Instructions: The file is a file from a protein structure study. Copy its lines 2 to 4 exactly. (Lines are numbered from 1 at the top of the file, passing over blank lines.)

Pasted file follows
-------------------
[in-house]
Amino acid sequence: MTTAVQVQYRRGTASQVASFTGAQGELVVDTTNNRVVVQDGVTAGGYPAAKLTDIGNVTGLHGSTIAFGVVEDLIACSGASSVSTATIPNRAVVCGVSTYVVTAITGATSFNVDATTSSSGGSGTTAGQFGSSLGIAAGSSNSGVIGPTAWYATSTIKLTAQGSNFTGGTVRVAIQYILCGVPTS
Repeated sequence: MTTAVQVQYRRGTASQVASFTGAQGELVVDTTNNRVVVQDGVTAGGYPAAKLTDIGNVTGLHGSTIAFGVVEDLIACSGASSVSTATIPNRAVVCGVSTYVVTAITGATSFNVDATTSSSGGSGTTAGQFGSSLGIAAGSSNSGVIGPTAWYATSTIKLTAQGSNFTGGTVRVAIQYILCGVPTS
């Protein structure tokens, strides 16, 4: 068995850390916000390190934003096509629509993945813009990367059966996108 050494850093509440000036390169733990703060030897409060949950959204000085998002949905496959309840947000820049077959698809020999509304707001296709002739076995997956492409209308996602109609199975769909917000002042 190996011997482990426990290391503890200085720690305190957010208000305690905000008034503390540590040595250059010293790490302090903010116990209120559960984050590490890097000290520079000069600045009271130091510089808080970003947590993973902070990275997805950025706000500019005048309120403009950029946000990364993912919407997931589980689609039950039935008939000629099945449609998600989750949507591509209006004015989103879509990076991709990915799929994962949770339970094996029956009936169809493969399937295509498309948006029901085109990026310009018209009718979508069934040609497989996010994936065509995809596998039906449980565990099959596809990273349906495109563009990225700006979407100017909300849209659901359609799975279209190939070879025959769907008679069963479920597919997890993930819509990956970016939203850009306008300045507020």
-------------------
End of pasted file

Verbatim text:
Amino acid sequence: MTTAVQVQYRRGTASQVASFTGAQGELVVDTTNNRVVVQDGVTAGGYPAAKLTDIGNVTGLHGSTIAFGVVEDLIACSGASSVSTATIPNRAVVCGVSTYVVTAITGATSFNVDATTSSSGGSGTTAGQFGSSLGIAAGSSNSGVIGPTAWYATSTIKLTAQGSNFTGGTVRVAIQYILCGVPTS
Repeated sequence: MTTAVQVQYRRGTASQVASFTGAQGELVVDTTNNRVVVQDGVTAGGYPAAKLTDIGNVTGLHGSTIAFGVVEDLIACSGASSVSTATIPNRAVVCGVSTYVVTAITGATSFNVDATTSSSGGSGTTAGQFGSSLGIAAGSSNSGVIGPTAWYATSTIKLTAQGSNFTGGTVRVAIQYILCGVPTS
């Protein structure tokens, strides 16, 4: 068995850390916000390190934003096509629509993945813009990367059966996108 050494850093509440000036390169733990703060030897409060949950959204000085998002949905496959309840947000820049077959698809020999509304707001296709002739076995997956492409209308996602109609199975769909917000002042 190996011997482990426990290391503890200085720690305190957010208000305690905000008034503390540590040595250059010293790490302090903010116990209120559960984050590490890097000290520079000069600045009271130091510089808080970003947590993973902070990275997805950025706000500019005048309120403009950029946000990364993912919407997931589980689609039950039935008939000629099945449609998600989750949507591509209006004015989103879509990076991709990915799929994962949770339970094996029956009936169809493969399937295509498309948006029901085109990026310009018209009718979508069934040609497989996010994936065509995809596998039906449980565990099959596809990273349906495109563009990225700006979407100017909300849209659901359609799975279209190939070879025959769907008679069963479920597919997890993930819509990956970016939203850009306008300045507020």